Cryptanalytic attacks and how they guide cryptographic design
Table of Content
Cryptanalytic attacks define the security of cryptographic algorithms, and understanding them is crucial to understand cryptographic design. This lecture aims to give you some in-depth knowledge of several recent state-of-the-art topics in cryptography, with a focus on cryptanalysis:
- Classic and quantum algorithms for factoring and discrete log
- Cryptanalysis of block ciphers (differential, linear, algebraic)
- Cryptanalysis of hash functions and stream ciphers
- Lattices and continued fractions in cryptanalysis
In the exercises, you will implement some of these attacks to solve cryptanalytic challenges. In the seminar, additional selected topics may be presented by participants — see below for a list of suggested topics.
This course is equivalent to the previous course “Applied Cryptography 2” (SS 2020).
Lecture and Seminar
|04.03.2021||ME||L1 – Factoring and Continued Fractions||YouTube|
|11.03.2021||ME||L2 – Discrete Logarithm||YouTube|
|18.03.2021||MS||L3 – Quantum Cryptanalysis||YouTube|
|25.03.2021||ME||L4 – Lattices||YouTube|
|15.04.2021||MS||L5 – TLS security & Protocol Attacks||YouTube|
|22.04.2021||ME||L6 – Differential Cryptanalysis||YouTube|
|29.04.2021||MS||L7 – Advanced Differential Attacks||YouTube|
|06.05.2021||ME||L8 – Linear Cryptanalysis||YouTube|
|20.05.2021||MS||L9 – Sponges & Stream Ciphers||YouTube|
|27.05.2021||MS||L10 – Algebraic Attacks||YouTube|
|17.06.2021||T4||S1 – Code-based PQ Crypto||WebEx|
|24.06.2021||T7||S2 – Security of Password Hashing||WebEx|
|01.07.2021||VO Exam (oral, first date)||Discord|
All videos are listed in the YouTube playlist.
|18.03.2021||Team registration deadline||STicS|
|18.03.2021||T1 – Asymmetric Cryptanalysis||After L3|
|22.04.2021||T1 – Question session||After L6|
|29.04.2021||T1 – Submission deadline (23:59)||STicS|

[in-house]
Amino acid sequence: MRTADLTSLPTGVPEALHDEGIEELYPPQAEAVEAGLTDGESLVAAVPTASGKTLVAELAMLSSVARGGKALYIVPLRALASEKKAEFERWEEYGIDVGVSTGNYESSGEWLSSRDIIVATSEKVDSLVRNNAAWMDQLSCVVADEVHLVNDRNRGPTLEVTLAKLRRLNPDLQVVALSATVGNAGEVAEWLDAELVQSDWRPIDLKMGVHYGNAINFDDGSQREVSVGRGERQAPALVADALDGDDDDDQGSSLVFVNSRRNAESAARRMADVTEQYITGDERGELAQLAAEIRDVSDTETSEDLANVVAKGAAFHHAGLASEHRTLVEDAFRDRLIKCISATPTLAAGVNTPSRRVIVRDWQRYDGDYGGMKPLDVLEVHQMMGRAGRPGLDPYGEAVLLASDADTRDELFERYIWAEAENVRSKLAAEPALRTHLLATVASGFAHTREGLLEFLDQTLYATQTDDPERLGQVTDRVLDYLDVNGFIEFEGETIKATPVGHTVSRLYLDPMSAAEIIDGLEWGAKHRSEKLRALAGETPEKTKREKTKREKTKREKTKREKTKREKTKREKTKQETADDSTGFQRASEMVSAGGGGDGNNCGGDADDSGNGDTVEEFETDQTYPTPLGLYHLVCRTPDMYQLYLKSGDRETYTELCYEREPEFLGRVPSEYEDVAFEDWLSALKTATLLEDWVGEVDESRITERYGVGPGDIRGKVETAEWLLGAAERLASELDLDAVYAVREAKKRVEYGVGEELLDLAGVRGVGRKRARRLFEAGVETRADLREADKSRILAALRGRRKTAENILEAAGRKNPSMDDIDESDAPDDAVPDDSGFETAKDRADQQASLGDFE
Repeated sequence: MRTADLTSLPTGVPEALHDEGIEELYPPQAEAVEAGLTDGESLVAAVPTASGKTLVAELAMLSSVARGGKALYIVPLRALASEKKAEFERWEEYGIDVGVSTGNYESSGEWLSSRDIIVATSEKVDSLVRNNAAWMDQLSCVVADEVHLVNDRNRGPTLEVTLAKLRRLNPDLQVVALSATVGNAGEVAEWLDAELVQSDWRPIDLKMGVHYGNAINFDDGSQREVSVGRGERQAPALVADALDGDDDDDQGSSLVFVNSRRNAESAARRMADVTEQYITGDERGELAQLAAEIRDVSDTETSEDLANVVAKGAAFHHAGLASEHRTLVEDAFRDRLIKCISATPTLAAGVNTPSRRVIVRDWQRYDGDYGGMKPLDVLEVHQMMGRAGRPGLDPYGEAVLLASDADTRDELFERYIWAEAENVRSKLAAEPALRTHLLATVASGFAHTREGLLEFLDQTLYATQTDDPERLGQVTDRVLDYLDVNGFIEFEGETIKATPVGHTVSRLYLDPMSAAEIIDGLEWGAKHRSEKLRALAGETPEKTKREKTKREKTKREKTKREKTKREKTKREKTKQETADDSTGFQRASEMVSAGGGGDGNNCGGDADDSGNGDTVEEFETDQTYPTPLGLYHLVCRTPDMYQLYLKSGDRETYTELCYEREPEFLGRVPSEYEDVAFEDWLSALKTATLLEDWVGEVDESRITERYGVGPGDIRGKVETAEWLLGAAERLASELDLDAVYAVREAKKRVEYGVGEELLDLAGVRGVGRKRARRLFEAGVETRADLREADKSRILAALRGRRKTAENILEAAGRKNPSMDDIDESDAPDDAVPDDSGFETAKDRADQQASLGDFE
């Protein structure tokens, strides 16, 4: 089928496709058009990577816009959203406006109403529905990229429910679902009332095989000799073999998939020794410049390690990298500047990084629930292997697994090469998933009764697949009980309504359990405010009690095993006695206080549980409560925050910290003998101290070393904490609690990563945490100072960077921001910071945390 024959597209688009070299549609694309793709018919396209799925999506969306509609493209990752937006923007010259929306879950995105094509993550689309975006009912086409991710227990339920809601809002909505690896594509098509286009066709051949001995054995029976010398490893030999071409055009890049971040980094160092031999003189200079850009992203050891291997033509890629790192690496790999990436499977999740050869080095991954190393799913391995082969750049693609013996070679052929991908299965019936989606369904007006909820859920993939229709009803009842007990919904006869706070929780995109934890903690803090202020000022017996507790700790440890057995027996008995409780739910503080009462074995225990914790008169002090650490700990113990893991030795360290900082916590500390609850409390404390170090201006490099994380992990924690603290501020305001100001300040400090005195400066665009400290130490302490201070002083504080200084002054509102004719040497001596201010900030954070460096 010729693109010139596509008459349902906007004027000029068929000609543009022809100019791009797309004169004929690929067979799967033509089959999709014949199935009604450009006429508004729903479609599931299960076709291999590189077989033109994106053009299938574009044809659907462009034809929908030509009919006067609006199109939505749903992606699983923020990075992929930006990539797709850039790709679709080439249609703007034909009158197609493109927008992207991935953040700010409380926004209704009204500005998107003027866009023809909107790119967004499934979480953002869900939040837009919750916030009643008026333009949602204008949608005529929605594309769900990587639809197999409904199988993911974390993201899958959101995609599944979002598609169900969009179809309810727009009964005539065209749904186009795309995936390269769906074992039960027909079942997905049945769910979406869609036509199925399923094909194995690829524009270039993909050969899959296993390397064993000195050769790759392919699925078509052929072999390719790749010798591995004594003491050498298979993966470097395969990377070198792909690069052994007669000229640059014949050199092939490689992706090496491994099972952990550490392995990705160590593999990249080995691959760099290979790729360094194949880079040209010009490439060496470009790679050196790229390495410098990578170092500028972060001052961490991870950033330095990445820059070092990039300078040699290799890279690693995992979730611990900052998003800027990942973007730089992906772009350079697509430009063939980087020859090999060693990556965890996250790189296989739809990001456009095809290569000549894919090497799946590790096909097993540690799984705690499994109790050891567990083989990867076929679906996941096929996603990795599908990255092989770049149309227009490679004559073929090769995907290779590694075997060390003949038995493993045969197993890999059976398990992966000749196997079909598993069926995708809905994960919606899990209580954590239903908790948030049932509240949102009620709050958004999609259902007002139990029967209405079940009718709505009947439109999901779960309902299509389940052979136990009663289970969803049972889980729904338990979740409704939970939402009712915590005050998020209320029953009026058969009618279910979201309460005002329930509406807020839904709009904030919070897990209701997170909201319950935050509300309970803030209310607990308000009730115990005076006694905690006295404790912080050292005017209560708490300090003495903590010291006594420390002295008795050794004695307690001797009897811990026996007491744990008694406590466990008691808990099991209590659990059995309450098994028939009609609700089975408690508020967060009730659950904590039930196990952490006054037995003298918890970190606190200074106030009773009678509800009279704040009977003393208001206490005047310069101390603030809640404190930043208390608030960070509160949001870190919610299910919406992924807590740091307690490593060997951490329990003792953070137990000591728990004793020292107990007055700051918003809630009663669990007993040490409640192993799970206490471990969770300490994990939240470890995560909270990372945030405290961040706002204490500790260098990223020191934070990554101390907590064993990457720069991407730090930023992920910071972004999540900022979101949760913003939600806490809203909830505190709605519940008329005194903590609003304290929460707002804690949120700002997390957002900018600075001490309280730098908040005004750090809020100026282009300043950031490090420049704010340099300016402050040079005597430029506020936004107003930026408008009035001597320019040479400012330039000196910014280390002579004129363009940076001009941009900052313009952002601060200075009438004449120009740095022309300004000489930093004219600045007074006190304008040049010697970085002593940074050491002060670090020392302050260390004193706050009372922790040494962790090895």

|11.05.2021||T1 – Assignment interviews (individual slots)||Discord|
|06.05.2021||T2 – Symmetric Cryptanalysis (figures)||After L8|
|27.05.2021||T2 – Question session|
|10.06.2021||T2 – Submission deadline (23:59)||STicS|
We're available for individual KU questions after each lecture on Discord.
In the exercises, you implement cryptanalysis techniques from the lecture in teams of 2. To get a grade, you submit your implementations for 2 assignments, which we will discuss with you in a final interview (“Abgabegespräch”). Use the Student Tick System (STicS) to register your team and upload your submissions. We usually won’t need the 16:30–17:15 KU timeslots (except for question times and seminar presentations).
Lecture exams and seminar talks (VO)
There are 2 ways to get a grade for the VO:
- Exam mode: Write exam at the end of the term or take an oral exam later
- You can find the exam dates and registration in TUGRAZonline.
- Seminar mode: Participate actively in KU+VO and give a seminar presentation in one of the last lectures (45 minutes), for example on
- Block Ciphers: Division Property
- Block Ciphers: Zero-Correlation and Multidimensional Linear Cryptanalysis
- Block Ciphers: MitM and Biclique Attacks
- Hash Functions: Rebound Attack
- Hash Functions: Cryptanalytic Exploits (MD5 Certificates etc.)
- Authenticated Encryption: Security Proofs and Robustness
- Algebraic Attacks: Gröbner Basis, etc.
- RSA: (In)Security in Practice
- Elliptic-Curve Cryptography: Secure Curves
- Post-Quantum: Lattices and Learning with errors
- Post-Quantum: Coding-based Cryptography
- Selected Topics: Implementation Security and Masking
- Selected Topics: Statistical Ineffective Fault Attacks
- Selected Topics: Backdoors in Cryptography
- Selected Topics: Security of Password Hashing
All lectures and exercises are conducted virtually this year.
The lectures are streamed live on Youtube (URLs below and in your calendar). For most contents, recordings will be available afterwards.
Video meetings for exercise interviews and question sessions are on Discord, where you can also ask written questions at any time.
For the optional seminar talk, you will have the choice between online and live presentations if conditions permit. The alternative is a virtual oral lecture exam.
The lecture slides are reasonably self-contained, but often briefly phrased.
If you prefer full-text resources, you may find some of the following books interesting:
- The Block Cipher Companion, by L.R. Knudsen and M.J.B. Robshaw
- An Introduction to Mathematical Cryptography, by J. Hoffstein, J. Pipher, and J.H. Silverman